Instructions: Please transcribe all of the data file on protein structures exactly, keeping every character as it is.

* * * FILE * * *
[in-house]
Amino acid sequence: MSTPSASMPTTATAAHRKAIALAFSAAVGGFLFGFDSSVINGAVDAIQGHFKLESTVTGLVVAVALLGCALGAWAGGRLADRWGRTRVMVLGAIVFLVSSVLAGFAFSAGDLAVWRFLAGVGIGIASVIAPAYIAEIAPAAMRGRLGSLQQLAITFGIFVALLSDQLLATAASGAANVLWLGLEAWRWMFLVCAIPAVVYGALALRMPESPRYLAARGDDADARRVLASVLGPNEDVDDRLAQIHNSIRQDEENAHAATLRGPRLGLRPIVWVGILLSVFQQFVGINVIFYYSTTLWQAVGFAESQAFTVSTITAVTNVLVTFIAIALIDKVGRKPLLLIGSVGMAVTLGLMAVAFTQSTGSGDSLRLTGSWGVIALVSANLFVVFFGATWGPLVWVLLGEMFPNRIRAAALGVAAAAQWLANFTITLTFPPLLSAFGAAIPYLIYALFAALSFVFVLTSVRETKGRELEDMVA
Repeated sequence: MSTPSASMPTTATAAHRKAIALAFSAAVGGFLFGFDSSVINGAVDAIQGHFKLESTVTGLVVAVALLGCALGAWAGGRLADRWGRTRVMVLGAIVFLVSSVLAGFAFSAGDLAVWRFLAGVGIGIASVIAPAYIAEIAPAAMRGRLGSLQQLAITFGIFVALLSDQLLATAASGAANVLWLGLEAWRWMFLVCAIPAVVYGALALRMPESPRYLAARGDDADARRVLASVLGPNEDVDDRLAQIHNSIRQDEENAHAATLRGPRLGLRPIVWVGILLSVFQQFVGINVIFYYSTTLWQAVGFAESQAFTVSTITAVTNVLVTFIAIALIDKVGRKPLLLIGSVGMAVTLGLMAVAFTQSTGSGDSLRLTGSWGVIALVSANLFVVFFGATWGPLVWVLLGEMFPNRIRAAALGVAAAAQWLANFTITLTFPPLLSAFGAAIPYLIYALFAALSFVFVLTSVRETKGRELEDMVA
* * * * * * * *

[in-house]
Amino acid sequence: MSTPSASMPTTATAAHRKAIALAFSAAVGGFLFGFDSSVINGAVDAIQGHFKLESTVTGLVVAVALLGCALGAWAGGRLADRWGRTRVMVLGAIVFLVSSVLAGFAFSAGDLAVWRFLAGVGIGIASVIAPAYIAEIAPAAMRGRLGSLQQLAITFGIFVALLSDQLLATAASGAANVLWLGLEAWRWMFLVCAIPAVVYGALALRMPESPRYLAARGDDADARRVLASVLGPNEDVDDRLAQIHNSIRQDEENAHAATLRGPRLGLRPIVWVGILLSVFQQFVGINVIFYYSTTLWQAVGFAESQAFTVSTITAVTNVLVTFIAIALIDKVGRKPLLLIGSVGMAVTLGLMAVAFTQSTGSGDSLRLTGSWGVIALVSANLFVVFFGATWGPLVWVLLGEMFPNRIRAAALGVAAAAQWLANFTITLTFPPLLSAFGAAIPYLIYALFAALSFVFVLTSVRETKGRELEDMVA
Repeated sequence: MSTPSASMPTTATAAHRKAIALAFSAAVGGFLFGFDSSVINGAVDAIQGHFKLESTVTGLVVAVALLGCALGAWAGGRLADRWGRTRVMVLGAIVFLVSSVLAGFAFSAGDLAVWRFLAGVGIGIASVIAPAYIAEIAPAAMRGRLGSLQQLAITFGIFVALLSDQLLATAASGAANVLWLGLEAWRWMFLVCAIPAVVYGALALRMPESPRYLAARGDDADARRVLASVLGPNEDVDDRLAQIHNSIRQDEENAHAATLRGPRLGLRPIVWVGILLSVFQQFVGINVIFYYSTTLWQAVGFAESQAFTVSTITAVTNVLVTFIAIALIDKVGRKPLLLIGSVGMAVTLGLMAVAFTQSTGSGDSLRLTGSWGVIALVSANLFVVFFGATWGPLVWVLLGEMFPNRIRAAALGVAAAAQWLANFTITLTFPPLLSAFGAAIPYLIYALFAALSFVFVLTSVRETKGRELEDMVA